Campaigners are due to take part in a day of action against controversial plans to scrap the Education Maintenance Allowance (EMA).
It comes as MPs prepare to vote on a motion, during an opposition day debate in Parliament, that calls for the Government to rethink its plans for the grant.
Ahead of this afternoon’s debate, campaigners will hold a lobby in the House of Commons.
EMA teenagers from two London colleges will take part in specially-arranged lessons at Parliament during the morning, and students are to hand out “save EMA” biscuits outside Parliament.
The EMA is a weekly payment of between £10 and £30 given to the poorest 16 to 18-year-olds, living in households earning under £30,800 a year, to help them stay in education.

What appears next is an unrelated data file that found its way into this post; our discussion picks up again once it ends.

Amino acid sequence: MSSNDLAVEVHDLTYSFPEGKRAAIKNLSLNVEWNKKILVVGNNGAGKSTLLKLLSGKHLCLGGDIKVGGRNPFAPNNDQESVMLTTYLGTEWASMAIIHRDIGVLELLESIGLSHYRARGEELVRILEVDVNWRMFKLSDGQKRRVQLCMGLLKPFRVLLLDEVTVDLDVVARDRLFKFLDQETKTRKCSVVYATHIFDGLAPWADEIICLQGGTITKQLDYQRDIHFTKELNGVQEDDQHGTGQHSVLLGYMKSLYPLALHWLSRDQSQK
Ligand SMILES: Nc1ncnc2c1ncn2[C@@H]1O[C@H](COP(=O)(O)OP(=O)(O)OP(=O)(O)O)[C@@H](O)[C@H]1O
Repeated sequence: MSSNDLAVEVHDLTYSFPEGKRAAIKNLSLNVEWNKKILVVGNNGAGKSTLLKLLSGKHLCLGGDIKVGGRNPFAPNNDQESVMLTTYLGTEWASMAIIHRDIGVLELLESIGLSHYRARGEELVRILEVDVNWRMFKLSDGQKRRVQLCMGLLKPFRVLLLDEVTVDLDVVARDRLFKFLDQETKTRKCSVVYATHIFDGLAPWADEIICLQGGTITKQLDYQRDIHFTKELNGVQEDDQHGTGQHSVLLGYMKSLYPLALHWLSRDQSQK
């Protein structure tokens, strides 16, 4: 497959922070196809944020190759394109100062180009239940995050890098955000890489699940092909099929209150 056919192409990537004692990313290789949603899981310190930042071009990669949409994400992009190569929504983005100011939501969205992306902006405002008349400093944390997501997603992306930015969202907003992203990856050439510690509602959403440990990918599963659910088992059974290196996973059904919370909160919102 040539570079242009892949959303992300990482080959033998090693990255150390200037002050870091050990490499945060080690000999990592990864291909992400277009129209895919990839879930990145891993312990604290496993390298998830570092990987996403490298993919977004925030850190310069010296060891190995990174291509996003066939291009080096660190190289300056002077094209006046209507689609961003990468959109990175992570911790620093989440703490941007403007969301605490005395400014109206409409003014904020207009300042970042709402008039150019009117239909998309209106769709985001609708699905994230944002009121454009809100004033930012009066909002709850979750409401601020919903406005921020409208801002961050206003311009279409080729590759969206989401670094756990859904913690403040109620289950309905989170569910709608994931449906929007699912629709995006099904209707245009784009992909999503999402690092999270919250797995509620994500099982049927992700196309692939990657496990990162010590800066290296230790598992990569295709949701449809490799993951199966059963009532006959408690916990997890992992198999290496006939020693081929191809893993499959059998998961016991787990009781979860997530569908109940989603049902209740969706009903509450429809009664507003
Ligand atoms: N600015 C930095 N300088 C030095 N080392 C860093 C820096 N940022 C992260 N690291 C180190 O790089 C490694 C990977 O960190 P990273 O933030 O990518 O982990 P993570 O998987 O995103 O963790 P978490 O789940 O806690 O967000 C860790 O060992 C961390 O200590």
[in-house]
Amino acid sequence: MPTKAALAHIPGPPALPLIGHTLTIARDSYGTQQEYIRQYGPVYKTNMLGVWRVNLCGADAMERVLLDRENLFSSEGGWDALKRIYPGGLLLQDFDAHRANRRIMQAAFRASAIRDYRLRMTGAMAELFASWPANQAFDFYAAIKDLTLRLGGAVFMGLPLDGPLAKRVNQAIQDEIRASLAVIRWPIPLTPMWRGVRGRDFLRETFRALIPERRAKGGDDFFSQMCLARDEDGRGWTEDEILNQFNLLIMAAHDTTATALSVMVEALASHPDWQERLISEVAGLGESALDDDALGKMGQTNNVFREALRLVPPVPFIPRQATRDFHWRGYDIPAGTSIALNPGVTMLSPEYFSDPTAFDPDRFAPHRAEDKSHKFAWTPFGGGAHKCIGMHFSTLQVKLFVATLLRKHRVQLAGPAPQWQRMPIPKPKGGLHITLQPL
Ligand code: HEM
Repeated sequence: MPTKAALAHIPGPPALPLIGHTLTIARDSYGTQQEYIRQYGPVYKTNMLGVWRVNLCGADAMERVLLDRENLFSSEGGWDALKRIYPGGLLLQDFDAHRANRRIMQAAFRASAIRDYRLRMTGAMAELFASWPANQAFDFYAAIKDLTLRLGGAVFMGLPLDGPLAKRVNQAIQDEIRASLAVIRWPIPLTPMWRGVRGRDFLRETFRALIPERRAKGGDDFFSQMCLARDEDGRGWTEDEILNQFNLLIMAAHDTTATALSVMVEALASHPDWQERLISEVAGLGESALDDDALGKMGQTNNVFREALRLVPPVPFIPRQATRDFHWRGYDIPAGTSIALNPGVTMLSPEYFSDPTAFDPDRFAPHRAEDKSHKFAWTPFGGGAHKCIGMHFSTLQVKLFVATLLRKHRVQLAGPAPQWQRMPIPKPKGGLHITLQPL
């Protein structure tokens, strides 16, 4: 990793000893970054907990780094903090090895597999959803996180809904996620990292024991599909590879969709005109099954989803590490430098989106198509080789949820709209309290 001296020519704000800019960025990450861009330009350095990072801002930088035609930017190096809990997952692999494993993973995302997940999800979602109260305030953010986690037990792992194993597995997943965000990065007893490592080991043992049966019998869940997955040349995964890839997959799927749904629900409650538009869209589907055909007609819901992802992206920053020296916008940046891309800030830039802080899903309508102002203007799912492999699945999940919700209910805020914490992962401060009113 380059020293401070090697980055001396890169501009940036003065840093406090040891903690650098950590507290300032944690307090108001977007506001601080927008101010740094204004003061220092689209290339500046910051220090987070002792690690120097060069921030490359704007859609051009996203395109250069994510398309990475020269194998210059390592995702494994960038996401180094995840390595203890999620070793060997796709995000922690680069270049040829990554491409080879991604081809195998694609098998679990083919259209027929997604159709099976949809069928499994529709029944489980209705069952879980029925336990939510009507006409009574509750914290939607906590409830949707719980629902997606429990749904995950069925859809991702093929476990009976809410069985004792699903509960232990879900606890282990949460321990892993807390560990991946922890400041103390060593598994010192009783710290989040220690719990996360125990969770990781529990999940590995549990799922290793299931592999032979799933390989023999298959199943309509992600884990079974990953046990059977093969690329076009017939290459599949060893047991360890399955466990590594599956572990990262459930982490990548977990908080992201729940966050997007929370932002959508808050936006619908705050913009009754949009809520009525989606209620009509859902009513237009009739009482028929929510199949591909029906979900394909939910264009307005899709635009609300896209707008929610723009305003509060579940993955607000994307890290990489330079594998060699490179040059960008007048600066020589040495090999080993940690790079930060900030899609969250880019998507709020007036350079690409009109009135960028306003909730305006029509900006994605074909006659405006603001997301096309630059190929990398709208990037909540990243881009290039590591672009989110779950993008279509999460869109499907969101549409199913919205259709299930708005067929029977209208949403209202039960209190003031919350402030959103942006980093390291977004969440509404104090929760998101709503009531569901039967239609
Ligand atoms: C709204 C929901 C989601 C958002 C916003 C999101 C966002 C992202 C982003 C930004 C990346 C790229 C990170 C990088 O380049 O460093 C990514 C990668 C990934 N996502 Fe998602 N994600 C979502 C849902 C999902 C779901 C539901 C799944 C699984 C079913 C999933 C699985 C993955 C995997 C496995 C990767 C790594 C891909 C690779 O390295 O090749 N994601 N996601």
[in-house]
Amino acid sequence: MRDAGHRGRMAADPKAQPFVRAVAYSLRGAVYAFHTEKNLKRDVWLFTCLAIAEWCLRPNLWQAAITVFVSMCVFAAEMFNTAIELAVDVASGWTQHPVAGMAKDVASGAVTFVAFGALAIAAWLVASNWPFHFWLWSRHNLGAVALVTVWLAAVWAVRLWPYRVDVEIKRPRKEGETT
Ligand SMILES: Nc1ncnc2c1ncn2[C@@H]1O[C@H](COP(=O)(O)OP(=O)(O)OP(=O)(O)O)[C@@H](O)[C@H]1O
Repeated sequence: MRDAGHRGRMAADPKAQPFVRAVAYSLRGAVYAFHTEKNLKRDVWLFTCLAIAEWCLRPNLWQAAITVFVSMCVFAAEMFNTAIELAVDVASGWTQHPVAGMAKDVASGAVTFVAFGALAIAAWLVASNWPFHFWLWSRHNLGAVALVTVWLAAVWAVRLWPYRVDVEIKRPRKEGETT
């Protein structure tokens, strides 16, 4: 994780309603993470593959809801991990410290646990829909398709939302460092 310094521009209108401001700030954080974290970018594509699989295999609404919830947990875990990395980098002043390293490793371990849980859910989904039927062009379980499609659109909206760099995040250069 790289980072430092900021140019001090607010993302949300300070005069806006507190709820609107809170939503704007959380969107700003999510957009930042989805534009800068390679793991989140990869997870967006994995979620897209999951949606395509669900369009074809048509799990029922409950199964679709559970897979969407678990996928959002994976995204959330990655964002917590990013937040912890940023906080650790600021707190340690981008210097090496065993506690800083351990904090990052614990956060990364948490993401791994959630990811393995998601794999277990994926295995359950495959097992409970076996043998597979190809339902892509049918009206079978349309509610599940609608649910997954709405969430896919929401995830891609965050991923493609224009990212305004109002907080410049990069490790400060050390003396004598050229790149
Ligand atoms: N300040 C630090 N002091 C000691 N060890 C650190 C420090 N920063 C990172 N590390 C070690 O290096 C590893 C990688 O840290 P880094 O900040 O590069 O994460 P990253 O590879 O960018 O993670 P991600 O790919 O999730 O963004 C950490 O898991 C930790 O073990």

But the Government has announced the grant is to be withdrawn, and it is has already been closed to new applicants.
Campaigners are warning that scrapping the grant will affect thousands of youngsters who rely on the money to help fund their studies.
Sally Hunt, general secretary of the University and College Union (UCU), said the Government’s decisions over the EMA have been a “complete shambles”.
“First they pledged they would not axe it, now they say they will. They clearly have no understanding of how important the EMA is or the difference it makes to so many people’s chances of improving themselves.
“Once again, they look horribly out of touch with the majority of people in the country – something highlighted by the revelation that the Education Secretary decided to axe the EMA despite never having visited a further education college.”